Beyond the dominant voices: Unveiling Latin American perspectives on the international order
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The concept of international order has undergone significant evolution, but the dominant voices of great powers have often overshadowed regional perspectives, particularly in Latin America. Still, this region has played a crucial role in shaping the contemporary discourse on the international order. Today, the term is used in various contexts within Latin America, reflecting the increasing presence of nonstate actors and the interdependent nature of societies and the planet overall. This article focuses on Latin American diplomacy and civil society's understandings of international order, contending that the region has developed analytical and practical approaches that converge into a normative vision centered on international justice. Both the analytical and practical approaches view the international order as a normative concept. Civil society especially perceives the international order as a practice concept, utilizing its voice and actions as instruments for change. Yet, civil society is not monolithic, and various groups seek different outcomes. This article reviews critically analytical and normative perspectives of the international order, providing a comprehensive understanding of Latin American viewpoints through various data collection methods.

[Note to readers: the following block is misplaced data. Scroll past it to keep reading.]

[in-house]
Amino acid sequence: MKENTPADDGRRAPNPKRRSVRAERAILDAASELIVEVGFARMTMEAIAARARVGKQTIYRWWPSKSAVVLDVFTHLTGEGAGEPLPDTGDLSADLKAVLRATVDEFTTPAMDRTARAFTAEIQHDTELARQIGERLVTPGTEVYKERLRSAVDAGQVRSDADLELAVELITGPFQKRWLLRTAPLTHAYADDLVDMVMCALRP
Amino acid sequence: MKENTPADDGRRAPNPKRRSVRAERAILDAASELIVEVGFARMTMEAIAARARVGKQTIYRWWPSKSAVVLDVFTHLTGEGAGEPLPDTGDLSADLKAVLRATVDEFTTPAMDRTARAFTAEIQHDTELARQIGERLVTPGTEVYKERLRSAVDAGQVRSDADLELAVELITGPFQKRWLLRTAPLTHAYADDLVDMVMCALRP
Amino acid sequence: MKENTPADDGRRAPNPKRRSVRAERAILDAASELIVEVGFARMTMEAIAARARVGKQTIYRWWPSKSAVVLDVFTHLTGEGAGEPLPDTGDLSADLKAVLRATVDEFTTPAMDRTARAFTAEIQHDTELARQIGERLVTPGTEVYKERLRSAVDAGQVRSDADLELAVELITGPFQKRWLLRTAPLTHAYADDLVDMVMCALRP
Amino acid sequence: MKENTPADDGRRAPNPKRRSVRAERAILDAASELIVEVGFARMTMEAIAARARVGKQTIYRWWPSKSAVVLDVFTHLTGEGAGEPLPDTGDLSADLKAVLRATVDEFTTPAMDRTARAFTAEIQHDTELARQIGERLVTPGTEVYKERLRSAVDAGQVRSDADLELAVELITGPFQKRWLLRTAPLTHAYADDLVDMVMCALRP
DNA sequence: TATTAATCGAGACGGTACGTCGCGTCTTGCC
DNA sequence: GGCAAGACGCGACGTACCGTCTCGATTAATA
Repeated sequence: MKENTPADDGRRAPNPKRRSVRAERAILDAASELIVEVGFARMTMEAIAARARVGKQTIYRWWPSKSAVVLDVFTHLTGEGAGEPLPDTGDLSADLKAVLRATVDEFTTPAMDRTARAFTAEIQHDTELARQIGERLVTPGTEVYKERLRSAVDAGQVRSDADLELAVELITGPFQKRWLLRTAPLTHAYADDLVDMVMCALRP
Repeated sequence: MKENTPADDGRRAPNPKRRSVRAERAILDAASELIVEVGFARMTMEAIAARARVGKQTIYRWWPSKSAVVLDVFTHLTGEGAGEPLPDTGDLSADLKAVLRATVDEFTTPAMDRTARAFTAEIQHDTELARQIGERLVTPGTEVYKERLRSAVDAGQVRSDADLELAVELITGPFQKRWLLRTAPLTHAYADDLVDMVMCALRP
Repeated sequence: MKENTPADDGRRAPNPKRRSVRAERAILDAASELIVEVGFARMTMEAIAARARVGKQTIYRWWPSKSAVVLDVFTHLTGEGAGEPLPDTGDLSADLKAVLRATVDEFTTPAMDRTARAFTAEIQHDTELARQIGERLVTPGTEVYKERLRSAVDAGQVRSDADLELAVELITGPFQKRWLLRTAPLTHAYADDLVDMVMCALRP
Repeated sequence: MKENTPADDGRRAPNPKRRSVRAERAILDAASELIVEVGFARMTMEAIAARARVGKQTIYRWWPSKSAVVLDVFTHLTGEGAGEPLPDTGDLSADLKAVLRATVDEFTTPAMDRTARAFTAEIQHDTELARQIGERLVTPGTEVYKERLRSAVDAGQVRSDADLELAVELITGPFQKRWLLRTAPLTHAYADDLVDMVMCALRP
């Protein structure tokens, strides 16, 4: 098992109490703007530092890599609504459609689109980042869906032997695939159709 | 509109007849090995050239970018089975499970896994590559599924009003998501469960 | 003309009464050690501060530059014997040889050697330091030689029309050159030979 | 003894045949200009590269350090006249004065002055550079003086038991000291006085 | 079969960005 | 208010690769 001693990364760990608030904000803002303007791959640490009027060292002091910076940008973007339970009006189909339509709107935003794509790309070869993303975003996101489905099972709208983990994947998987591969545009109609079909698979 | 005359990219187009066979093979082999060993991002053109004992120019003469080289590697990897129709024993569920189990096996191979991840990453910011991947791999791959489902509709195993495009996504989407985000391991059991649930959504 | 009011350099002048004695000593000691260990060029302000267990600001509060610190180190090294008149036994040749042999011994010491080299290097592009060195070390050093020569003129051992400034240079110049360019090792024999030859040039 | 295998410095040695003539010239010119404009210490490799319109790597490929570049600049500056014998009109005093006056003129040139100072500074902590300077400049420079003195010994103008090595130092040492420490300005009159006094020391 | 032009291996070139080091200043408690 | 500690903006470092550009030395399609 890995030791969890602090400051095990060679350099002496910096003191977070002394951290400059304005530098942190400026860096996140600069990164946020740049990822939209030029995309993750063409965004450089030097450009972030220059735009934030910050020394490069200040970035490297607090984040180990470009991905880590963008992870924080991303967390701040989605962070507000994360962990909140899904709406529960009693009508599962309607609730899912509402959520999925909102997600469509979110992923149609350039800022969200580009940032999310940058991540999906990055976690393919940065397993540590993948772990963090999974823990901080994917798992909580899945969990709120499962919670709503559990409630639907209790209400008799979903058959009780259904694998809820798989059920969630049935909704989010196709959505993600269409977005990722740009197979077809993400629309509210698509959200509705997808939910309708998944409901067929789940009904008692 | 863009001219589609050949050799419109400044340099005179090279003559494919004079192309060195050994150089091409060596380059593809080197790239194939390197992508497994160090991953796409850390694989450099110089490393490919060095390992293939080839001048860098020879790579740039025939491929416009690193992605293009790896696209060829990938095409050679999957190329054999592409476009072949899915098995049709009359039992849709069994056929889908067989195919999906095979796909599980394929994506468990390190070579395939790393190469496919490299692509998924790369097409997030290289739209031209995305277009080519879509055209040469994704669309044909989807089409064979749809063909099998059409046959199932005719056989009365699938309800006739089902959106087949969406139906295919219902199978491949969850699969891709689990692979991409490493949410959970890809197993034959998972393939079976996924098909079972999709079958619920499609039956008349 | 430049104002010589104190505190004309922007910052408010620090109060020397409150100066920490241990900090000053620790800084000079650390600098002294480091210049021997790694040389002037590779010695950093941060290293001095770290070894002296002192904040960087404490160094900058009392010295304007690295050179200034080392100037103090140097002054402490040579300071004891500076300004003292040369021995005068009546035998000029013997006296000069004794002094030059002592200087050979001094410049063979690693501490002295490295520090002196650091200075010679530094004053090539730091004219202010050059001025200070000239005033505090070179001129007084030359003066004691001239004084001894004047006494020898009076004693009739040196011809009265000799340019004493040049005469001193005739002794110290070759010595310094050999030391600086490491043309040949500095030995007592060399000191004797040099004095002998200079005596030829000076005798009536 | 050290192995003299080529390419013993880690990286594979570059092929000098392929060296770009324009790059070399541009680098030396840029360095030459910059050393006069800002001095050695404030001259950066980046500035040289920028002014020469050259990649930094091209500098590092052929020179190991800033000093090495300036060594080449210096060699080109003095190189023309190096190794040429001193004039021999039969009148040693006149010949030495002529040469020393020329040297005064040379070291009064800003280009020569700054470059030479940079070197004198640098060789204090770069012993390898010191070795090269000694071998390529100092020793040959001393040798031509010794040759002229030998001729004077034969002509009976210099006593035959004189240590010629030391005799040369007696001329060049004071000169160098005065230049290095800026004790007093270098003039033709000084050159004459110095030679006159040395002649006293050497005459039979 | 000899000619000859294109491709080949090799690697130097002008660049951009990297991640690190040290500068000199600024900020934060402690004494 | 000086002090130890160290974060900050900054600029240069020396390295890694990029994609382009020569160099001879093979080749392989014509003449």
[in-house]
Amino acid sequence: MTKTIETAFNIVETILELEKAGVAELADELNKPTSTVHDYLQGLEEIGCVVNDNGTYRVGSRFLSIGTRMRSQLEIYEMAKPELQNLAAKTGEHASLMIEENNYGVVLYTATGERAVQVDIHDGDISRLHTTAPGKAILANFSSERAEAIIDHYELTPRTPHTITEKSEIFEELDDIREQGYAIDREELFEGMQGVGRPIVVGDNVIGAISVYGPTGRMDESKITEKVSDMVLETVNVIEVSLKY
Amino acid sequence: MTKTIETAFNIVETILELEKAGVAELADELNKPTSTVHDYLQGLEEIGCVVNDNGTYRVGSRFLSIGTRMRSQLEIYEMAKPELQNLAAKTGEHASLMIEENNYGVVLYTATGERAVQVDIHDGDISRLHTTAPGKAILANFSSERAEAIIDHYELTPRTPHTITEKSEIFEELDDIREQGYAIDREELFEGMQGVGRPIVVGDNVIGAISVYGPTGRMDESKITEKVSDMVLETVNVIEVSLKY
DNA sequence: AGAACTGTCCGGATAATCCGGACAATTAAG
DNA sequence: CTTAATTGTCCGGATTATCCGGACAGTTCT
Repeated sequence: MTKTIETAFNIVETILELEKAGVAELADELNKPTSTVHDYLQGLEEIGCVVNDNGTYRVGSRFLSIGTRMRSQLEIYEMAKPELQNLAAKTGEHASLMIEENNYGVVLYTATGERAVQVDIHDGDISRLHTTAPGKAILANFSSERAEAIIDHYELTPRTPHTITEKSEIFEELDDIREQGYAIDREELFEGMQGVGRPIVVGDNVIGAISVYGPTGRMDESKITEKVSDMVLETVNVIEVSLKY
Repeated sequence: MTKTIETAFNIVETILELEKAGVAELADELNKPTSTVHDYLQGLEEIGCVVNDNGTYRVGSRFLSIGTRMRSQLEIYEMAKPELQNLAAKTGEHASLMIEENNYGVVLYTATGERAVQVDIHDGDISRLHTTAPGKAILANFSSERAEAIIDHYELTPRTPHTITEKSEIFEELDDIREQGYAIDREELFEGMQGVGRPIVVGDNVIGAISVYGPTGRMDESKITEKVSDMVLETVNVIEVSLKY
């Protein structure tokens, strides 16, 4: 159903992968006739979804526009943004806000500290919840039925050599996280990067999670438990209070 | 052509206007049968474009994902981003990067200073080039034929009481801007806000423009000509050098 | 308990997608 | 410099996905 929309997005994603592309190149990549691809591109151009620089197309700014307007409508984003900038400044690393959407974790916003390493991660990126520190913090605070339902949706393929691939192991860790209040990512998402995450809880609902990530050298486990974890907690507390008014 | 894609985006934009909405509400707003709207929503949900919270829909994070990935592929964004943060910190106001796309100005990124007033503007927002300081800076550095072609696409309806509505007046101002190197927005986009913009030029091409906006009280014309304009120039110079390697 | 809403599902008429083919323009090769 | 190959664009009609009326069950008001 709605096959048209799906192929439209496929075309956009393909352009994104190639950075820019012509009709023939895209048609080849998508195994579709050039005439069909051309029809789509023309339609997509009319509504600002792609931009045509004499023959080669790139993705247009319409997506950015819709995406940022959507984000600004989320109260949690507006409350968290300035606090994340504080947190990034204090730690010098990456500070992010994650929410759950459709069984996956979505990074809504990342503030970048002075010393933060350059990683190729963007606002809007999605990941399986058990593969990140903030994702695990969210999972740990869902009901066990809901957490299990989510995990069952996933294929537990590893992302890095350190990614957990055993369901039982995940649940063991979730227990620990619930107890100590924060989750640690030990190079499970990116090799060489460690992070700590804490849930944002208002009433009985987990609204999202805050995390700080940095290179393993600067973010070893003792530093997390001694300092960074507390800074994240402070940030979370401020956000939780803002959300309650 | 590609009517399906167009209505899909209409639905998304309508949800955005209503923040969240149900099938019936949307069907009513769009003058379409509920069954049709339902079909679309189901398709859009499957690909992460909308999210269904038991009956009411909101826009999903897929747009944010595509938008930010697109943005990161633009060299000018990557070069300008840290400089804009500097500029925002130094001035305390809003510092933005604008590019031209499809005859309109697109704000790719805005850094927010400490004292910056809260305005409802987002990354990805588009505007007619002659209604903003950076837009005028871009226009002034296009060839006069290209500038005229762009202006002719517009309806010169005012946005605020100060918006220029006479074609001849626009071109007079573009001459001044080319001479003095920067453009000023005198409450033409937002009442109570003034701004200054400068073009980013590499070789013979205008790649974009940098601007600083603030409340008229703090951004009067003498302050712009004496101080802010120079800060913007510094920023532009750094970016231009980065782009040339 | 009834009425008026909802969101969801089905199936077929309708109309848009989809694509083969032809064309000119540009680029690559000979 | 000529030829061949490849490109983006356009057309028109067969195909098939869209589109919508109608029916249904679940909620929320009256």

Proyecto: “Civil Society, International Cooperation, and New Dialogue between Latin America and the United States” de la Universidad Torcuato Di Tella en colaboración con el Colegio de México y la Universidad de los Andes (Colombia), Financiado por: Fundación Ford.